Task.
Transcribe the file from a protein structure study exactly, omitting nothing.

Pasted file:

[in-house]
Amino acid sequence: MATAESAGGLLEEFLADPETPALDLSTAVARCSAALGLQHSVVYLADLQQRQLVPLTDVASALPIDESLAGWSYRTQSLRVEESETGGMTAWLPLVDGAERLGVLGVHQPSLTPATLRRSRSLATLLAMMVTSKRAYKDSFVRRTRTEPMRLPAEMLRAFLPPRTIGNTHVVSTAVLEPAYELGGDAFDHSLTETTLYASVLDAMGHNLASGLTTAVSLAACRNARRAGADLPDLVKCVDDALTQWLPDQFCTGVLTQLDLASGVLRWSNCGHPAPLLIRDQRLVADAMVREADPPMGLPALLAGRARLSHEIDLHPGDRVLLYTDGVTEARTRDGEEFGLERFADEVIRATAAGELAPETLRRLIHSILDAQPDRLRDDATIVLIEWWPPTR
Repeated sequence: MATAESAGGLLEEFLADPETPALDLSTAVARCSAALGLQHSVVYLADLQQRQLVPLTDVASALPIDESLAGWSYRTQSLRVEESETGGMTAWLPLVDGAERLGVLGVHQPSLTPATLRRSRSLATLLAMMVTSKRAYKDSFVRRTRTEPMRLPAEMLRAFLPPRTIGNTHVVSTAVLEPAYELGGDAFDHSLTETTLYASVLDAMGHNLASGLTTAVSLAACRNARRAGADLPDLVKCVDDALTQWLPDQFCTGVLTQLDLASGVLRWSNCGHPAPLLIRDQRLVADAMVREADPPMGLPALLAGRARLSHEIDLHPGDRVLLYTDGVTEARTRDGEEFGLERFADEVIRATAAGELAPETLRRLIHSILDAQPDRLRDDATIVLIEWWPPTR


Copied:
[in-house]
Amino acid sequence: MATAESAGGLLEEFLADPETPALDLSTAVARCSAALGLQHSVVYLADLQQRQLVPLTDVASALPIDESLAGWSYRTQSLRVEESETGGMTAWLPLVDGAERLGVLGVHQPSLTPATLRRSRSLATLLAMMVTSKRAYKDSFVRRTRTEPMRLPAEMLRAFLPPRTIGNTHVVSTAVLEPAYELGGDAFDHSLTETTLYASVLDAMGHNLASGLTTAVSLAACRNARRAGADLPDLVKCVDDALTQWLPDQFCTGVLTQLDLASGVLRWSNCGHPAPLLIRDQRLVADAMVREADPPMGLPALLAGRARLSHEIDLHPGDRVLLYTDGVTEARTRDGEEFGLERFADEVIRATAAGELAPETLRRLIHSILDAQPDRLRDDATIVLIEWWPPTR
Repeated sequence: MATAESAGGLLEEFLADPETPALDLSTAVARCSAALGLQHSVVYLADLQQRQLVPLTDVASALPIDESLAGWSYRTQSLRVEESETGGMTAWLPLVDGAERLGVLGVHQPSLTPATLRRSRSLATLLAMMVTSKRAYKDSFVRRTRTEPMRLPAEMLRAFLPPRTIGNTHVVSTAVLEPAYELGGDAFDHSLTETTLYASVLDAMGHNLASGLTTAVSLAACRNARRAGADLPDLVKCVDDALTQWLPDQFCTGVLTQLDLASGVLRWSNCGHPAPLLIRDQRLVADAMVREADPPMGLPALLAGRARLSHEIDLHPGDRVLLYTDGVTEARTRDGEEFGLERFADEVIRATAAGELAPETLRRLIHSILDAQPDRLRDDATIVLIEWWPPTR